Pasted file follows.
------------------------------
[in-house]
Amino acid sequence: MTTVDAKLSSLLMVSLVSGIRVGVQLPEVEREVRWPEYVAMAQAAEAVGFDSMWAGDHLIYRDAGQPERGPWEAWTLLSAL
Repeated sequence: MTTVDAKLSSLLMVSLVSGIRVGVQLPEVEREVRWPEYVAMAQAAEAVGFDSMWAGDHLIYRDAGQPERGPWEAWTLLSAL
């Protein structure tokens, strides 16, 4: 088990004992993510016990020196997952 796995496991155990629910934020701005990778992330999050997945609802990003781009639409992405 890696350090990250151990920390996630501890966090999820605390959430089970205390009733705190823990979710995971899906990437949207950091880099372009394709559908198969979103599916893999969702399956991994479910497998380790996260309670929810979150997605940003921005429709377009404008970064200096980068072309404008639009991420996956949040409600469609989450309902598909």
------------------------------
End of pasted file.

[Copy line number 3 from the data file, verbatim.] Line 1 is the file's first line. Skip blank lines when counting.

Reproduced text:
Repeated sequence: MTTVDAKLSSLLMVSLVSGIRVGVQLPEVEREVRWPEYVAMAQAAEAVGFDSMWAGDHLIYRDAGQPERGPWEAWTLLSAL